Paradoxa self-contradictory statement that expresses a deeper truth.

Word relation

Antimetabolea device that reverses the word order in a phrase to juxtapose the meaning.
Chiasmusrepetition of similar concepts within a repeated grammatical structure, though not necessarily the repetition of the same words.
Asyndetondeliberate omission of conjunctions between clauses, often resulting in a hurried rhythm.
Polysyndetonthe deliberate use of many conjunctions between clauses, often slowing the tempo or rhythm.
Anastropheinversion of the normal word order for emphasis.
Appositiona grammatical construction in which two co-ordinate elements are placed side by side with the second acting as an explanation of the first.
Hyperbatona generic term for a variety of figures involving transposition of words or clauses.
Hendiatrisa figure of speech where three words are used to express a central idea.

Discourse level

Antanagogepresenting the audience with a negative fact and then putting a positive fact next to it.
Expeditioafter enumerating all possibilities by which something could have occurred, the speaker eliminates all but one.
Aporiaa rhetorical device in which a speaker expresses doubt or uncertainty about something.
Hyperbolea figure of speech that uses deliberate and extreme exaggeration.
Erotemathe rhetorical question. To affirm or deny a point strongly by asking it as a question.
Hypophoraanswering one's own rhetorical question at length.
Anacoenosisor Common Cause is where a speaker appeals to an audience for their opinion or judgement on a topic.
Procatalepsiswhere a speaker raises an objection to their own argument and then immediately answers it, before the listener has time to raise it.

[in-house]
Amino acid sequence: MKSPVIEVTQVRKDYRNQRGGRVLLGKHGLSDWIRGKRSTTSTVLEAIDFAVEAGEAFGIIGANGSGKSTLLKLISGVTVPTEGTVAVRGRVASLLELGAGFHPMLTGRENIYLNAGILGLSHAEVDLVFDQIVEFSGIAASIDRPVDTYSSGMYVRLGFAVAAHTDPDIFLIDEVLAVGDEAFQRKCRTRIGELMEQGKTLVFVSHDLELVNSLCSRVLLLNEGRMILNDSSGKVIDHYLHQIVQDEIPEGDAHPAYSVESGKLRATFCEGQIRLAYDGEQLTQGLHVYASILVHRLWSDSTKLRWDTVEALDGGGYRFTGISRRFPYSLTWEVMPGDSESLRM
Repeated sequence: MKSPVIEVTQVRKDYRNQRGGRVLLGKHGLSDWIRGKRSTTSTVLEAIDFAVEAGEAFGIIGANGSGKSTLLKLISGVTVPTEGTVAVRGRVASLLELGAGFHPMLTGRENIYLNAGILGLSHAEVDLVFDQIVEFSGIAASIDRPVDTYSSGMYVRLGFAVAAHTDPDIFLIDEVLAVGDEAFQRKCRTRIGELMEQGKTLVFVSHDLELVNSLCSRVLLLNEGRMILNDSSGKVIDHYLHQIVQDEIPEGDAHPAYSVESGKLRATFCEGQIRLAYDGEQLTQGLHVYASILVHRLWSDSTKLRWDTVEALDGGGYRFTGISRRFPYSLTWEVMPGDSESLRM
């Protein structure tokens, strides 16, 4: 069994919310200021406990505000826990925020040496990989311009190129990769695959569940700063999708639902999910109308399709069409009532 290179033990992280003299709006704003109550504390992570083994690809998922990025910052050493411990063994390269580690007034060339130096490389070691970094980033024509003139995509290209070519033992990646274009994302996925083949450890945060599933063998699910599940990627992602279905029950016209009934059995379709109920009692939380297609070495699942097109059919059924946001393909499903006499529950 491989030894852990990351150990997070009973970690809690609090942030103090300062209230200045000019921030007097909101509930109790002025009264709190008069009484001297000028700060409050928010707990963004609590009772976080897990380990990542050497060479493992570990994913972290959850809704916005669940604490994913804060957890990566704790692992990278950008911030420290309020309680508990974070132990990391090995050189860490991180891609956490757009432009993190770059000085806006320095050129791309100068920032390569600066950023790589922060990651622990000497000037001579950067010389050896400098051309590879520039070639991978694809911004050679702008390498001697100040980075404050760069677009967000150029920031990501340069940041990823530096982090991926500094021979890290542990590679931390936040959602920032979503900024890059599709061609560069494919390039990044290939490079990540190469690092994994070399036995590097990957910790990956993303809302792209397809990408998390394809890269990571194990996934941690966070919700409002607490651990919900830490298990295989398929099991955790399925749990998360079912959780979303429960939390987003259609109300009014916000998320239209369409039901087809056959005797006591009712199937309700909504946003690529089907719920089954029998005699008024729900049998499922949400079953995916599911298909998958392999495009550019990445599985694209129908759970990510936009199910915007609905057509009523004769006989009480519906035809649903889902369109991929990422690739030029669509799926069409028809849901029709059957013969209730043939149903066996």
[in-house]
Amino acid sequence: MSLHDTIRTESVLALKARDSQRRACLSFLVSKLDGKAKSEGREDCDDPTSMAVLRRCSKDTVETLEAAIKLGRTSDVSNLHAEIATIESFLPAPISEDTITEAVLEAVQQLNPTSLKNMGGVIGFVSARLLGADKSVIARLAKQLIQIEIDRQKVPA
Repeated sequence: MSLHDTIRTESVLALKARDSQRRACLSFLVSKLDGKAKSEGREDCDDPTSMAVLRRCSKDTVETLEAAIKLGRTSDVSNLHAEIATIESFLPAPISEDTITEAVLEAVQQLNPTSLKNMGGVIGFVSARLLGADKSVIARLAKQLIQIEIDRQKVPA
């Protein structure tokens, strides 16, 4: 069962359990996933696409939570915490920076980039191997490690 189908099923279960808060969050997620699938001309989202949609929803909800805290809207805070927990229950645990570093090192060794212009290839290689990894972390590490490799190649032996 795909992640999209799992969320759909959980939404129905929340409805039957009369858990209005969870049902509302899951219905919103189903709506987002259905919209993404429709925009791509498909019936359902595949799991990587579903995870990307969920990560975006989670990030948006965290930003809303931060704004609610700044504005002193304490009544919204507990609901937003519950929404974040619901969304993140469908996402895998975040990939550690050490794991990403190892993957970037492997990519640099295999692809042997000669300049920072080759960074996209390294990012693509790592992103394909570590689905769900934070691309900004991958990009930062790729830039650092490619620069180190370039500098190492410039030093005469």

Meiosisa type of euphemism that intentionally understates the size or importance of its subject.
Litotesan understatement achieved by negating the opposite statement.

Irony & imagery

Ironythe juxtaposition of what on the surface appears to be the case and what is actually the case or to be expected.
Metaphora figure of speech which compares two things by saying or implying that one is the other.
Similea figure of speech that directly compares two things using comparison words such as "like", "as", "so", or "than".
Analogya comparison between two different things whose primary purpose is to bring forth some insight based on a point of similarity.
Personificationa type of metaphor that gives human characteristics, such as emotions and behaviors, to inanimate objects and animals.
Metonymya figure of speech in which you refer to something or someone by naming something closely associated with it/them.
Synecdochea figure of speech in which a term for a part of something is used to refer to the whole, or vice versa.

Other devices

Asterismosbeginning a segment of speech with an exclamation of a seemingly unnecessary word or phrase.
Eutrepismusthe act of stating points in the form of a numbered list.
Allusiona figure of speech; in which something is referred to covertly or indirectly.
Proverba widely known expression that typically conveys a moral or wise message.